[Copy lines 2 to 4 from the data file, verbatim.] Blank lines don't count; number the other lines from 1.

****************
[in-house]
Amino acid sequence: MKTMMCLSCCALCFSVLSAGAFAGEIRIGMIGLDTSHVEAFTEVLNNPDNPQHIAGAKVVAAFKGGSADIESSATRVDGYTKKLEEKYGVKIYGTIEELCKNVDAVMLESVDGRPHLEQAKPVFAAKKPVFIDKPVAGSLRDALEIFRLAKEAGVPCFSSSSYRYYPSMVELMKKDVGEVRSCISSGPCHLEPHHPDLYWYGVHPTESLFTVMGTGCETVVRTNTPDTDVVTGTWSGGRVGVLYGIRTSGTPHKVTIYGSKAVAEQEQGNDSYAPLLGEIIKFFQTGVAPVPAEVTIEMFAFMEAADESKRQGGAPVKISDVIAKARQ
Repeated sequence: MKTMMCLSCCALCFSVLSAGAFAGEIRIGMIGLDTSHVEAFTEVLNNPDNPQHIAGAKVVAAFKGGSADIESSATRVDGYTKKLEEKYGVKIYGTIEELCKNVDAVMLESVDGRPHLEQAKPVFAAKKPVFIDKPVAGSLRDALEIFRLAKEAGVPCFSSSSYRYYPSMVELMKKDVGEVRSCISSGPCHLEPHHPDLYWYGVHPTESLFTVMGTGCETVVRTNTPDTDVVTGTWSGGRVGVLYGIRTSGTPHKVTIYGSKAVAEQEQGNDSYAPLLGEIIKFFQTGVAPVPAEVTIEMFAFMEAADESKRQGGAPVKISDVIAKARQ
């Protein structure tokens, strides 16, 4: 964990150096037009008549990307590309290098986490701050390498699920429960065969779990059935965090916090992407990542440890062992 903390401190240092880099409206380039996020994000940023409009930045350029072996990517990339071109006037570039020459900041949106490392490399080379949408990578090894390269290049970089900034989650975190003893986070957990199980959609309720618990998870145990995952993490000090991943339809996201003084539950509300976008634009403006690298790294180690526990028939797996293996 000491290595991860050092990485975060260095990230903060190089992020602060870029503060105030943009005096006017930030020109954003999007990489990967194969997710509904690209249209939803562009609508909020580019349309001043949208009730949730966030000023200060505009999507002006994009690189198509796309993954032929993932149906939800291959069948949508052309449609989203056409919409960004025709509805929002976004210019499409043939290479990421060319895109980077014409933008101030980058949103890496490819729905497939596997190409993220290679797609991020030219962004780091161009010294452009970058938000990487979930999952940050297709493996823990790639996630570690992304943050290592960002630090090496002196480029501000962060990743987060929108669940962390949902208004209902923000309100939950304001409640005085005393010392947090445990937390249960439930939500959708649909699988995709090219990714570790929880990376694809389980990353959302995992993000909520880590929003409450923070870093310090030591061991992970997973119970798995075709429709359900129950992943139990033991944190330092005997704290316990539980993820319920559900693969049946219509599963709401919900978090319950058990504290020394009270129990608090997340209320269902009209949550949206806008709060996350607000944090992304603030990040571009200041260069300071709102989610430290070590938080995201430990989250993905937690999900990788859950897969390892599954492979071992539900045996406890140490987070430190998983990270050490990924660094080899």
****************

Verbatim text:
Amino acid sequence: MKTMMCLSCCALCFSVLSAGAFAGEIRIGMIGLDTSHVEAFTEVLNNPDNPQHIAGAKVVAAFKGGSADIESSATRVDGYTKKLEEKYGVKIYGTIEELCKNVDAVMLESVDGRPHLEQAKPVFAAKKPVFIDKPVAGSLRDALEIFRLAKEAGVPCFSSSSYRYYPSMVELMKKDVGEVRSCISSGPCHLEPHHPDLYWYGVHPTESLFTVMGTGCETVVRTNTPDTDVVTGTWSGGRVGVLYGIRTSGTPHKVTIYGSKAVAEQEQGNDSYAPLLGEIIKFFQTGVAPVPAEVTIEMFAFMEAADESKRQGGAPVKISDVIAKARQ
Repeated sequence: MKTMMCLSCCALCFSVLSAGAFAGEIRIGMIGLDTSHVEAFTEVLNNPDNPQHIAGAKVVAAFKGGSADIESSATRVDGYTKKLEEKYGVKIYGTIEELCKNVDAVMLESVDGRPHLEQAKPVFAAKKPVFIDKPVAGSLRDALEIFRLAKEAGVPCFSSSSYRYYPSMVELMKKDVGEVRSCISSGPCHLEPHHPDLYWYGVHPTESLFTVMGTGCETVVRTNTPDTDVVTGTWSGGRVGVLYGIRTSGTPHKVTIYGSKAVAEQEQGNDSYAPLLGEIIKFFQTGVAPVPAEVTIEMFAFMEAADESKRQGGAPVKISDVIAKARQ
């Protein structure tokens, strides 16, 4: 964990150096037009008549990307590309290098986490701050390498699920429960065969779990059935965090916090992407990542440890062992 903390401190240092880099409206380039996020994000940023409009930045350029072996990517990339071109006037570039020459900041949106490392490399080379949408990578090894390269290049970089900034989650975190003893986070957990199980959609309720618990998870145990995952993490000090991943339809996201003084539950509300976008634009403006690298790294180690526990028939797996293996 000491290595991860050092990485975060260095990230903060190089992020602060870029503060105030943009005096006017930030020109954003999007990489990967194969997710509904690209249209939803562009609508909020580019349309001043949208009730949730966030000023200060505009999507002006994009690189198509796309993954032929993932149906939800291959069948949508052309449609989203056409919409960004025709509805929002976004210019499409043939290479990421060319895109980077014409933008101030980058949103890496490819729905497939596997190409993220290679797609991020030219962004780091161009010294452009970058938000990487979930999952940050297709493996823990790639996630570690992304943050290592960002630090090496002196480029501000962060990743987060929108669940962390949902208004209902923000309100939950304001409640005085005393010392947090445990937390249960439930939500959708649909699988995709090219990714570790929880990376694809389980990353959302995992993000909520880590929003409450923070870093310090030591061991992970997973119970798995075709429709359900129950992943139990033991944190330092005997704290316990539980993820319920559900693969049946219509599963709401919900978090319950058990504290020394009270129990608090997340209320269902009209949550949206806008709060996350607000944090992304603030990040571009200041260069300071709102989610430290070590938080995201430990989250993905937690999900990788859950897969390892599954492979071992539900045996406890140490987070430190998983990270050490990924660094080899």